A cortisone shot delivers targeted treatment for pain and inflammation. It is usually injected into a joint, but other sites include tendons and the bursa surrounding the joint. Cortisone shots usually treat various types of arthritis, tendonitis, and bursitis, but they can be effective against other conditions, too.
What Is Cortisone?
Cortisone is a corticosteroid — synthetic drug that resembles cortisol, a natural hormone produced by the adrenal glands. Cortisol affects many processes in the body, including blood sugar levels, metabolism, memory formation, and inflammation. Because cortisone is a synthetic version of cortisol, it has similar effects.
How Does Cortisone Work?
Inflammation is the process of white blood cells and other chemicals protecting the body from infection. In some diseases, the body mistakes healthy cells for foreign, which causes inflammation in otherwise healthy tissue and often leads to pain, redness, and warmth. A cortisone shot works by reducing the immune response, which decreases inflammation.
Corticosteroids vs. Anabolic Steroids
Doctors often refer to cortisone and other corticosteroids as “steroids,” but they work much differently than hormone-related anabolic steroids that some people use as performance enhancers. The corticosteroids in a cortisone shot work by affecting the immune system, while anabolic steroids are synthetic substances that mimic testosterone. Anabolic steroids promote muscle growth and the development of male sexual characteristics.
Cortisone shots treat pain and inflammation associated with a variety of conditions. They are widely used for psoriatic, rheumatoid, reactive, and osteoarthritis. Physicians also use cortisone injections to treat other conditions affecting the joints, like bursitis, gout, tendonitis, and certain autoimmune disorders.
Risks of cortisone shot injections increase with long-term use and large doses. They include nearby bone death, cartilage damage, nerve damage, joint infections, ruptured tendons, lightening of the skin around the injection site, and thinning of the surrounding bone, skin, and soft tissue. Temporary side effects are facial flushing, increased blood sugar, and a brief flare of inflammation and pain immediately after the injection.
A cortisone injection is usually done in the doctor’s office, but additional equipment, like an x-ray or ultrasound, is sometimes needed to guide the needle into place. The patient lies on an exam table, and the doctor cleans the injection site. Most of the time, a numbing agent is used to reduce injection pain. Some physicians also offer medication to help the patient relax, if necessary.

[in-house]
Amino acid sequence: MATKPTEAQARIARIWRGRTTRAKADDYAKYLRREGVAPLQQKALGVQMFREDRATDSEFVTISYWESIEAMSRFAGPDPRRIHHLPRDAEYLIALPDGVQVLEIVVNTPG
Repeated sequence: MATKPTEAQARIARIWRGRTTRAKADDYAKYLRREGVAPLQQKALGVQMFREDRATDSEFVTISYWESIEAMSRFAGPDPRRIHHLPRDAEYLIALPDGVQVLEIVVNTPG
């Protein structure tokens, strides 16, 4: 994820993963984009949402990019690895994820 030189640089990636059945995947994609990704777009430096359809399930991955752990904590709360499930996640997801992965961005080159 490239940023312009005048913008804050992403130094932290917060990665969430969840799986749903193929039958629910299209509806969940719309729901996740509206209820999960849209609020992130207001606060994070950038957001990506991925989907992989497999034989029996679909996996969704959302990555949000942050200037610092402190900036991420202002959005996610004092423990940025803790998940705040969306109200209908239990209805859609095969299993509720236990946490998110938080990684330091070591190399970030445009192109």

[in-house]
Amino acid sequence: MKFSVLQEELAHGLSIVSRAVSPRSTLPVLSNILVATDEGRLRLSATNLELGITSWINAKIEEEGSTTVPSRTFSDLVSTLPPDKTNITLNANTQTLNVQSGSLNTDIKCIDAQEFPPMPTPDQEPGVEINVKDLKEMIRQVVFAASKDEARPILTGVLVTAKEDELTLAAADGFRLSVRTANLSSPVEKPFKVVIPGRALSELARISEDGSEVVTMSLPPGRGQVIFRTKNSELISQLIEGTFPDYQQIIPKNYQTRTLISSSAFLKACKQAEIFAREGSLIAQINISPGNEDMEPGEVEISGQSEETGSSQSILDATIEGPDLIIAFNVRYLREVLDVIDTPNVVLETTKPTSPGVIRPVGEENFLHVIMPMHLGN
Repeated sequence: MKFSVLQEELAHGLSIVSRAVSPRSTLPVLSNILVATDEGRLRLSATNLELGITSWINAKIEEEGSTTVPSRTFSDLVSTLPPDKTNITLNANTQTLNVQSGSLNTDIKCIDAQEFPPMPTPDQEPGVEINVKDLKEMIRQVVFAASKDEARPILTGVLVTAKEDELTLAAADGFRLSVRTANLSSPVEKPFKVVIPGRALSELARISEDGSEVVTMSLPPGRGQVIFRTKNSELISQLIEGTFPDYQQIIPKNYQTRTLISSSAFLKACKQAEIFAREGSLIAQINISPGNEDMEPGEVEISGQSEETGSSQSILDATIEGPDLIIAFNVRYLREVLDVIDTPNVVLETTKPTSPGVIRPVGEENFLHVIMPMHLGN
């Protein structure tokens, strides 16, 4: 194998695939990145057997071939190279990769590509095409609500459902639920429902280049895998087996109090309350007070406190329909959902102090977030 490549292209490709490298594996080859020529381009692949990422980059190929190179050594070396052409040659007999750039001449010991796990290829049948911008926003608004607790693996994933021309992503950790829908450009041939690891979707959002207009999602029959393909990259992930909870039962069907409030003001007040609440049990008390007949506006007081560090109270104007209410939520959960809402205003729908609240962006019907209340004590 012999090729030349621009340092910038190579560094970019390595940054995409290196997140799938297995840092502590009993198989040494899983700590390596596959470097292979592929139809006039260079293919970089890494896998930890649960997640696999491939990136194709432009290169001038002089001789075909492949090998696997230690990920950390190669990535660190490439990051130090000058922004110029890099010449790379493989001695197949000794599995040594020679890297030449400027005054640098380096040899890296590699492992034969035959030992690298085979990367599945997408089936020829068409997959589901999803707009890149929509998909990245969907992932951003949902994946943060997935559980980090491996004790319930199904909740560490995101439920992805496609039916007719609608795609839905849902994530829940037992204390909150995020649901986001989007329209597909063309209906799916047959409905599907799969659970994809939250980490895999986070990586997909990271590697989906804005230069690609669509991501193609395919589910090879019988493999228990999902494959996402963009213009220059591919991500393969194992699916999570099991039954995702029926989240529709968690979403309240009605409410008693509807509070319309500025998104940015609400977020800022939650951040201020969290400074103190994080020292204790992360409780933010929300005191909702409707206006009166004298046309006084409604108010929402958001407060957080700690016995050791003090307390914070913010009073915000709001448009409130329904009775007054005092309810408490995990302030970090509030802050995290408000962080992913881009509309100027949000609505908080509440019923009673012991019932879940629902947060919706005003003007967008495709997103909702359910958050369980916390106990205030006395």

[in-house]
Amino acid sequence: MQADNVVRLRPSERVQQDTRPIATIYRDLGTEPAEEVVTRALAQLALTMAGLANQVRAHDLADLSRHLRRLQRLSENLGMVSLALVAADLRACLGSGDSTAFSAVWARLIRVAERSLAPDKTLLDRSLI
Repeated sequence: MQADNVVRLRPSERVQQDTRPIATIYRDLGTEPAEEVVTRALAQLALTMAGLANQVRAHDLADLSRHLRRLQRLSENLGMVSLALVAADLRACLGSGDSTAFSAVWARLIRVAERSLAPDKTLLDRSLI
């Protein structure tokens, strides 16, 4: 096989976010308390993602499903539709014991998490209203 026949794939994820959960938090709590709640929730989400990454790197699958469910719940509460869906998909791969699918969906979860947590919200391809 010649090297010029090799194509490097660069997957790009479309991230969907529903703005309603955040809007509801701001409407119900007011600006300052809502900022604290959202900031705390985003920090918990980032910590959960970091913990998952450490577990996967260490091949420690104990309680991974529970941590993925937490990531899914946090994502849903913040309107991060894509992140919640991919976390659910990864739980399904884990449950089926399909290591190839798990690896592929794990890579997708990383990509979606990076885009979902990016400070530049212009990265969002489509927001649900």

Site of Injection
The cortisone is injected via a small needle. Depending on the condition, the shot goes into the bursa, joint, or next to a tendon. The bursa is a fluid-filled sac that cushions the area between the bones, tendons, and joints. For tendonitis, the injection goes into the tissue adjacent to the tendon. Imaging guidance is common for injections into joints. In some cases, the doctor removes excess fluid from the joint before injecting the cortisone.
After a cortisone shot, the pain decreases, but this initial effect is because of the numbing medication and wears off in the first few hours. The pain typically returns for a few days — it takes the cortisone injection between five and seven days to begin working. Once the effects kick in, some people experience a significant reduction in pain, while others find the symptom completely resolves. The pain may or may not return to baseline as the effects of the injection wear off.
While a cortisone shot is effective at reducing pain, there are some long-term effects to consider. Research shows that ongoing cortisone injections decrease cartilage volume in the knees and increase post-surgical infection risk significantly. Because cortisone weakens the immune system, many physicians limit injections to every three months for a single joint or a total of six injections per year.
The long-term risks of cortisone shots should be weighed against short-term benefits, though this greatly depends on what the injection is treating. For example, studies show that steroid injections are more effective at treating tendonitis than some other treatments, though there are no long-term benefits. Studies have also shown that overuse of cortisone injections for the treatment of arthritis in the knee may contribute to worsening outcomes, particularly since most patients live for decades following the onset of the condition.